Golden Retriever

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For other uses, see Golden Retriever (disambiguation).

Standing Dog

The Golden Retriever is a large-sized gun dog that retrieve shot waterfowl, such as ducks and upland game birds, during hunting and shooting parties.[3] They were named 'retriever' because of their ability to retrieve shot game undamaged due to their soft mouth. Golden retrievers have an instinctive love of water, and are easy to train to basic or advanced obedience standards. They are a long-coated breed, with a dense inner coat that provides them with adequate warmth in the outdoors, and an outer coat that lies flat against their bodies and repels water. Golden retrievers are well suited to residency in suburban or country environments.[4] They shed copiously, particularly at the change of seasons, and require fairly regular grooming. The Golden Retriever was originally bred in Scotland in the mid-19th century

The breed is a prominent participant in conformation shows for purebred dogs. The Golden Retriever is popular as a disability assistance dog, such as being a guide dog for the blind and a hearing dog for the deaf. In addition, they are trained to be a hunting dog, a detection dog, and a search and rescue participant. The breed's friendly, gentle temperament means it is unsuited to being a professional guard dog, but its temperament has also made it the third-most popular family dog breed (by registration) in the United States,[6] the fifth-most popular in Brazil[7] and Australia,[8] and the eighth-most popular in the United Kingdom.[9] Golden Retrievers are rarely choosy eaters, but require ample (two or more hours a day) exercise.[10] The breed is fond of play but also highly trainable.

Characteristics


The Golden Retriever is a medium-large, strongly built breed with a dense, water-repellant wavy coat.[11] As a dog with origins in pedigree breeding, and owing to its widespread historical popularity, some regional variations have emerged in the breed; therefore, the three subtypes of the Golden Retriever reflect the typical variations in dimensions and coat. However, all Golden Retrievers are blonde, yellow, or gold in colour, and all subtypes are susceptible to the same health problems.

Bones

Coat and Colour


As indicated by their name, their coats occur in light golden to dark golden colours. The topcoat is water-resistant and slightly wavy, and sheds in small amounts throughout the year. The undercoat is soft and keeps the retriever cool in summer and warm in winter; it sheds in the spring and fall.[19] It usually lies flat against the belly. The Golden's coat should never be too long, as this may prove to be a disservice to it in the field, especially when retrieving game.[20] Golden Retrievers have mild feathering on the backs of their fore legs and heavier feathering on the fronts of their necks, backs of their thighs and the bottoms of their tails.[4]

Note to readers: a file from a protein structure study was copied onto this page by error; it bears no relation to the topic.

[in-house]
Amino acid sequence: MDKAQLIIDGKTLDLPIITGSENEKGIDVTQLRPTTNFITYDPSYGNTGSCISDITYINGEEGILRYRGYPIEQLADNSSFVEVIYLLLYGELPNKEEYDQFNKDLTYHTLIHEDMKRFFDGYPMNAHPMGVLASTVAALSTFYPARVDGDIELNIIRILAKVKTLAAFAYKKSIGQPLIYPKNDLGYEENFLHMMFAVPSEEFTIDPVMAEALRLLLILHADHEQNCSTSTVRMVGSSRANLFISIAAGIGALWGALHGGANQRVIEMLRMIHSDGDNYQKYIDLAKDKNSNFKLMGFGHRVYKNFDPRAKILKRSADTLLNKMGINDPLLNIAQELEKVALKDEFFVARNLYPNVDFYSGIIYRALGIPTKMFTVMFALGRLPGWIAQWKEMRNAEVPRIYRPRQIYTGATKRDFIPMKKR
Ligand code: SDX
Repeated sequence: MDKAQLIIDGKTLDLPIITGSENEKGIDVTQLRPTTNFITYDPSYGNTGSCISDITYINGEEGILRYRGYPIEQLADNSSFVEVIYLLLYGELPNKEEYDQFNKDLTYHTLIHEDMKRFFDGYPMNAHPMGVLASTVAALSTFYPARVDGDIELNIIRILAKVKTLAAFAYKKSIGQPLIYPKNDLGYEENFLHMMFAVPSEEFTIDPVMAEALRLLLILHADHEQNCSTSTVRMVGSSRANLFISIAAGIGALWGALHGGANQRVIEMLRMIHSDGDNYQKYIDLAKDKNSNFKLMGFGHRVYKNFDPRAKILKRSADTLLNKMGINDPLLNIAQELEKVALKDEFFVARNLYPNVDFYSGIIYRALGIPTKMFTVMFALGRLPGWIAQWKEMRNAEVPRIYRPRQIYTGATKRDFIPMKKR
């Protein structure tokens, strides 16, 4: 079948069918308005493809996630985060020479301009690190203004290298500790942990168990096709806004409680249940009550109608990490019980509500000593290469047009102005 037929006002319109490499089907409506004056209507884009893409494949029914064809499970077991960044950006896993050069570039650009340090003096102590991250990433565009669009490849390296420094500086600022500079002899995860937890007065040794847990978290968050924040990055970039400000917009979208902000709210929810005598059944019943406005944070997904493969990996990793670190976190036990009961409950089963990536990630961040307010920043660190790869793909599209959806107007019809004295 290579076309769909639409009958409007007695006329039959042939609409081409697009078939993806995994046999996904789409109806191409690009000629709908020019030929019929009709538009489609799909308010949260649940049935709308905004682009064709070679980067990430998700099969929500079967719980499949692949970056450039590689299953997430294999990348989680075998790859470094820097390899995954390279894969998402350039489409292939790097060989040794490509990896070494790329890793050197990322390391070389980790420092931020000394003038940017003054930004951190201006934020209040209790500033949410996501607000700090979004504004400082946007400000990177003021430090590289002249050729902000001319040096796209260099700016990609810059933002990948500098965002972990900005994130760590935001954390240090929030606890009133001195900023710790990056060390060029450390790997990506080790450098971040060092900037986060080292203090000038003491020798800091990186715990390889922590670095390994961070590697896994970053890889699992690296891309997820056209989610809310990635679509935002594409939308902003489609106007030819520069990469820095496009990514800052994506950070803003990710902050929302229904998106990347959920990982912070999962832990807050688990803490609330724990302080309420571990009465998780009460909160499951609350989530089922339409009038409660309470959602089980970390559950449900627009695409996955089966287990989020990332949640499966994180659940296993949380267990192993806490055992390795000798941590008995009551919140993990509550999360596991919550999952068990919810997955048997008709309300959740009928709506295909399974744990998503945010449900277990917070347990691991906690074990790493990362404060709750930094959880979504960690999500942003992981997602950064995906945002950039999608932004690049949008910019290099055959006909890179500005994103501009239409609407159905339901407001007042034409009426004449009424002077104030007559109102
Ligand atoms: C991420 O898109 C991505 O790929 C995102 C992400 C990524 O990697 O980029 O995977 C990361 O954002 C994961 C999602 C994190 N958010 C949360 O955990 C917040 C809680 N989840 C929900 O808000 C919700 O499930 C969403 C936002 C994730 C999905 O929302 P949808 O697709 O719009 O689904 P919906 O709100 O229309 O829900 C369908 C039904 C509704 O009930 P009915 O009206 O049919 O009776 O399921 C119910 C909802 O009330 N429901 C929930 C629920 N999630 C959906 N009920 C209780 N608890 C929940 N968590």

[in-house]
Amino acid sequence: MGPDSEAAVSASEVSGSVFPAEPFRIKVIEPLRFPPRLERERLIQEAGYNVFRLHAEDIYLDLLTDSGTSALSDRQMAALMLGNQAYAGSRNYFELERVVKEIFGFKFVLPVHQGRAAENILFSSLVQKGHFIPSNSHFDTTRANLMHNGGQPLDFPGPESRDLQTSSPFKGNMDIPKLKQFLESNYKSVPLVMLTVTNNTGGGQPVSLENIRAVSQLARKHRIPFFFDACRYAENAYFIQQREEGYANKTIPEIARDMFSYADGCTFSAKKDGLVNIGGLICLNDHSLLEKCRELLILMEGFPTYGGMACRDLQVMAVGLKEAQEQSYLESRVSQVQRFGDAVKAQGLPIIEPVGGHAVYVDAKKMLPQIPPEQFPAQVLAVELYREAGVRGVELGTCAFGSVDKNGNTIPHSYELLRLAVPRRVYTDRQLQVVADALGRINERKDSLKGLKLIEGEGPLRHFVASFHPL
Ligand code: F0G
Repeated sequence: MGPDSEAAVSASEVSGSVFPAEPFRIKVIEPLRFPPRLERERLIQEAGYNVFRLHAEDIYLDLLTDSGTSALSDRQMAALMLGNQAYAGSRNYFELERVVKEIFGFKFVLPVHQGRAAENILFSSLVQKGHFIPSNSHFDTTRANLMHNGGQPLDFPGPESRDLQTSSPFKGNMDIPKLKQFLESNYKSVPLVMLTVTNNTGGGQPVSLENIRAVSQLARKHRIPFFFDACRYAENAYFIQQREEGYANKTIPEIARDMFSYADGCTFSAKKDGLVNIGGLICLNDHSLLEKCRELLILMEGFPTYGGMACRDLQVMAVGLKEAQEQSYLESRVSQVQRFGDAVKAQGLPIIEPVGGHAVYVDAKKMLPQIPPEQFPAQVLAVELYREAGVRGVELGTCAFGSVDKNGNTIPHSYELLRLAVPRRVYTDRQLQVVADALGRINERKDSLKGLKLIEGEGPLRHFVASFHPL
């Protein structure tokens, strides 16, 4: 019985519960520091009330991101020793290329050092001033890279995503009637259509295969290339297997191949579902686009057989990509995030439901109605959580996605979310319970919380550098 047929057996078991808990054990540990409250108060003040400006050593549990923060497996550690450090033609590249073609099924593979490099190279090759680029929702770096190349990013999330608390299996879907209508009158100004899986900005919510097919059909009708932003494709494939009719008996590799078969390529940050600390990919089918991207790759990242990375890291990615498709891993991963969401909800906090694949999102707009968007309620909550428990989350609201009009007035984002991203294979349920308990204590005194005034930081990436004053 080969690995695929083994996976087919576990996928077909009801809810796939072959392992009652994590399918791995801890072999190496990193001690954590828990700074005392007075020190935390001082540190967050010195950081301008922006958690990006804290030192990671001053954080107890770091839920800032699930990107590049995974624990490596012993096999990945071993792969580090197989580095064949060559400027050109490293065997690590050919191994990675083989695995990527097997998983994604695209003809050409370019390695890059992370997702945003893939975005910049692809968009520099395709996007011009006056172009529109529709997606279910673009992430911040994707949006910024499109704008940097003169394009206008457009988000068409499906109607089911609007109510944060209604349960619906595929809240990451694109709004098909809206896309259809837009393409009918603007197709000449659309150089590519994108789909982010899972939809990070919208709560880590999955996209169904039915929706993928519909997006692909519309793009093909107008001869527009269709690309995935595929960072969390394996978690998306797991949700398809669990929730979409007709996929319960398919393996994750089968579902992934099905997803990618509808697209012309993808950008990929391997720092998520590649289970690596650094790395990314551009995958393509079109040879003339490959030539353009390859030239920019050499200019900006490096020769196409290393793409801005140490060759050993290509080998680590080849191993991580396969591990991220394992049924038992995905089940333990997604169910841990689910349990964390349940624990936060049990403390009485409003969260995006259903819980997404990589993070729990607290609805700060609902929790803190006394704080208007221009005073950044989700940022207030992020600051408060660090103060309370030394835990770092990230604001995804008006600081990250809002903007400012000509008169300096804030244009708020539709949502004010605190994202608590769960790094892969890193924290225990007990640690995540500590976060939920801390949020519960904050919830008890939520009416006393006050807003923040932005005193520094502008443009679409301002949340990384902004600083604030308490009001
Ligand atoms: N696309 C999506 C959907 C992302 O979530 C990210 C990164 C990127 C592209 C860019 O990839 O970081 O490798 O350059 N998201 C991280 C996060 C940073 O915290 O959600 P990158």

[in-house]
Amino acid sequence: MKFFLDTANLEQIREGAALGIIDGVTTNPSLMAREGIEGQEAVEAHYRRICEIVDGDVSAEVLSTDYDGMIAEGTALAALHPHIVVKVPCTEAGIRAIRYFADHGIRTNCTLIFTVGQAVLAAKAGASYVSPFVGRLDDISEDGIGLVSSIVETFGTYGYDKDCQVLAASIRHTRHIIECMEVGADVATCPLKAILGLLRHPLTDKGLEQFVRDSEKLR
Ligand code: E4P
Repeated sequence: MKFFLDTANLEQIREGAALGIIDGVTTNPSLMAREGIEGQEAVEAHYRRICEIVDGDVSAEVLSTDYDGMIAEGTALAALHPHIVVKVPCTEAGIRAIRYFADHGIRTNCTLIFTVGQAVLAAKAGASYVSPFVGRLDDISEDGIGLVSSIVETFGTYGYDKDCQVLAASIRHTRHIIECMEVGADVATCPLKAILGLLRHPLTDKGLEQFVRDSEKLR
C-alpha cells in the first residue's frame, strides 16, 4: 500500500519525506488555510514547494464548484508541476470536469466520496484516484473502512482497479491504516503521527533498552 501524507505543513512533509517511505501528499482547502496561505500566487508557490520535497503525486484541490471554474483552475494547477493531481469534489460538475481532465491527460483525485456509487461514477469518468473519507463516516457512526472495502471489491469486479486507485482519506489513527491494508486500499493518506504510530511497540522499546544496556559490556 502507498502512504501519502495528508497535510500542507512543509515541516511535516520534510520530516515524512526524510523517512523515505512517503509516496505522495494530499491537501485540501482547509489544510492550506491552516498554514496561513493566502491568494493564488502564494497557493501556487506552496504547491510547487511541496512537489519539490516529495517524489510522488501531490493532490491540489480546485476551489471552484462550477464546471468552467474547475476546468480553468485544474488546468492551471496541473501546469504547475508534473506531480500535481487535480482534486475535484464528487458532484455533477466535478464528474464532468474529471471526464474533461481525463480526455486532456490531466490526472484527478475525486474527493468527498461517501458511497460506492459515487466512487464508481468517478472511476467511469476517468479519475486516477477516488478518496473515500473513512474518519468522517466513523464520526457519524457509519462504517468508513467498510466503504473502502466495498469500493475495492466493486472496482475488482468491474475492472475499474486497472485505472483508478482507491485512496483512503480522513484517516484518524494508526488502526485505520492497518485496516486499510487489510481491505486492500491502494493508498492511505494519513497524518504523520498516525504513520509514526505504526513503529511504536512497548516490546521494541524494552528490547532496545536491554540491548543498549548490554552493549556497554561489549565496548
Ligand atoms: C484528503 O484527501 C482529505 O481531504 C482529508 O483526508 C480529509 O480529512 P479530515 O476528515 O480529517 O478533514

The American Kennel Club (AKC) standard states the coat is a "rich, lustrous golden of various shades", disallowing extremely light or extremely dark coats.[21] This leaves the outer ranges of coat colour up to a judge's discretion when competing in conformation shows. Therefore, "pure white" and "red" are unacceptable, as is black.[16] The Kennel Club (UK) also permits cream as an acceptable coat colour.[14] Judges may also disallow Goldens with pink noses, or those lacking pigment. The Golden's coat can also be mahogany, referred to as "redhead", although this is not accepted in the British show ring.[14] As a Golden grows older, its coat can become darker or lighter, along with a noticeable whitening of the fur on and around the muzzle. Puppy coats are usually much lighter than their adult coats, but a puppy with darker ear tips may indicate a darker adult colour.

Dog 1 Dog 2 Dog 3 Dog 4 Dog 5 Dog 6

Temperament


The temperament of the Golden Retriever is a hallmark of the breed, and is described in the standard as "kindly, friendly and confident".[14] Golden Retrievers make good family pets, particularly as they are patient with children.[4] They are not "one-man dogs" and are generally equally amiable with both strangers and those familiar to them.[23] Their trusting, gentle disposition makes them a poor guard dog.[24] Any form of unprovoked aggression or hostility towards either people, dogs or other animals, whether in the show ring or community, is considered unacceptable in a Golden Retriever and is not in keeping with the character of the breed, nor should a Golden Retriever be unduly timid or nervous.[17][23] The typical Golden Retriever is calm, naturally intelligent and biddable, and with an exceptional eagerness to please.

Golden Retrievers are also noted for their intelligence. The breed ranks fourth in Stanley Coren's The Intelligence of Dogs – following the Border Collie, Poodle, and German Shepherd – as one of the brightest dogs ranked by obedience-command trainability.

Typical Golden Retrievers are active and fun-loving animals with the exceptionally patient demeanour befitting a dog bred to sit quietly for hours in a hunting blind. Adult Goldens love to work, and have a keen ability to focus on a given task. They will work until they collapse, so care should be taken to avoid overworking them.

Other characteristics related to their hunting heritage are a size suited for scrambling in and out of boats and an inordinate love for water. Golden Retrievers are exceptionally trainable—due to their intelligence, athleticism and desire to please their handlers—and excel in obedience trials. They are also very competitive in agility and other performance events. Harsh training methods are unnecessary, as Golden Retrievers often respond very well to positive and upbeat training styles.[25]